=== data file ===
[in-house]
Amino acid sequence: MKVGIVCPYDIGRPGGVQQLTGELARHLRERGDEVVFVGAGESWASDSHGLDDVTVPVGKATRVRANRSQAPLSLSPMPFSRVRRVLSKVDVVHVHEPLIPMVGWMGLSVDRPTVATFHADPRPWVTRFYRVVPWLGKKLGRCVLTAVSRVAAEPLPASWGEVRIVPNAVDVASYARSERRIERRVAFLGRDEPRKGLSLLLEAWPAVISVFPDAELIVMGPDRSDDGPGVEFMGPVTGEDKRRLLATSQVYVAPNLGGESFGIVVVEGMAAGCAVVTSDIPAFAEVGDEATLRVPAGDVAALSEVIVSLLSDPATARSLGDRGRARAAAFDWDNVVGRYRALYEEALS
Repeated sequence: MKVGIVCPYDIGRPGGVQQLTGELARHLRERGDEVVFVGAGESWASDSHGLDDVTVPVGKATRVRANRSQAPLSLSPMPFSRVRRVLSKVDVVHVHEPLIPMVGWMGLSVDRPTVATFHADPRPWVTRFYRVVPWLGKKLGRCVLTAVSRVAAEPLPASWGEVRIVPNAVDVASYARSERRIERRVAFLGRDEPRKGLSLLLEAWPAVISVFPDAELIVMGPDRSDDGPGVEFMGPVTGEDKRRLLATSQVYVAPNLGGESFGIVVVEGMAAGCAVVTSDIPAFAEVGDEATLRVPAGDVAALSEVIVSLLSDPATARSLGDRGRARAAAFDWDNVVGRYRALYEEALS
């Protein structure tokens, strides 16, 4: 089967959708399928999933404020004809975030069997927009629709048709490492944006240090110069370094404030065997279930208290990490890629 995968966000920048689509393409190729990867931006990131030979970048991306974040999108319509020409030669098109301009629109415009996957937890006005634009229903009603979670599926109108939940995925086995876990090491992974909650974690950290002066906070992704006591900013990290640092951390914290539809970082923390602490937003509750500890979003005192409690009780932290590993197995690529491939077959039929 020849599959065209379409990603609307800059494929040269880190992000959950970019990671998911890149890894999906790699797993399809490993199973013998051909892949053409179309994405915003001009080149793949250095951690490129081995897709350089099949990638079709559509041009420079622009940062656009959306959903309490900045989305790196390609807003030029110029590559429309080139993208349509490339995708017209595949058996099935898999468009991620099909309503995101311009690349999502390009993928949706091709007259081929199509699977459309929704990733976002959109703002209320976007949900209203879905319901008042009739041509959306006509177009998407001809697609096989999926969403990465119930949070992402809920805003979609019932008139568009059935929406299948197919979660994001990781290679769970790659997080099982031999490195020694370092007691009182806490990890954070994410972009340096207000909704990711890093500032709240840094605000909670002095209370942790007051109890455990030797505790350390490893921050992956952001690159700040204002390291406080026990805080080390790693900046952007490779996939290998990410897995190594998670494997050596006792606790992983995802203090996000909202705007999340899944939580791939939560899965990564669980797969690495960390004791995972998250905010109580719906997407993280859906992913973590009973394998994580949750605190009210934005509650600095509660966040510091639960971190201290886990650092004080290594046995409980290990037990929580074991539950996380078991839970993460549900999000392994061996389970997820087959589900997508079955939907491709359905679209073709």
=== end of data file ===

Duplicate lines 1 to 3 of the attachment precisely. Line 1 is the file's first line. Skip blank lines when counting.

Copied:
[in-house]
Amino acid sequence: MKVGIVCPYDIGRPGGVQQLTGELARHLRERGDEVVFVGAGESWASDSHGLDDVTVPVGKATRVRANRSQAPLSLSPMPFSRVRRVLSKVDVVHVHEPLIPMVGWMGLSVDRPTVATFHADPRPWVTRFYRVVPWLGKKLGRCVLTAVSRVAAEPLPASWGEVRIVPNAVDVASYARSERRIERRVAFLGRDEPRKGLSLLLEAWPAVISVFPDAELIVMGPDRSDDGPGVEFMGPVTGEDKRRLLATSQVYVAPNLGGESFGIVVVEGMAAGCAVVTSDIPAFAEVGDEATLRVPAGDVAALSEVIVSLLSDPATARSLGDRGRARAAAFDWDNVVGRYRALYEEALS
Repeated sequence: MKVGIVCPYDIGRPGGVQQLTGELARHLRERGDEVVFVGAGESWASDSHGLDDVTVPVGKATRVRANRSQAPLSLSPMPFSRVRRVLSKVDVVHVHEPLIPMVGWMGLSVDRPTVATFHADPRPWVTRFYRVVPWLGKKLGRCVLTAVSRVAAEPLPASWGEVRIVPNAVDVASYARSERRIERRVAFLGRDEPRKGLSLLLEAWPAVISVFPDAELIVMGPDRSDDGPGVEFMGPVTGEDKRRLLATSQVYVAPNLGGESFGIVVVEGMAAGCAVVTSDIPAFAEVGDEATLRVPAGDVAALSEVIVSLLSDPATARSLGDRGRARAAAFDWDNVVGRYRALYEEALS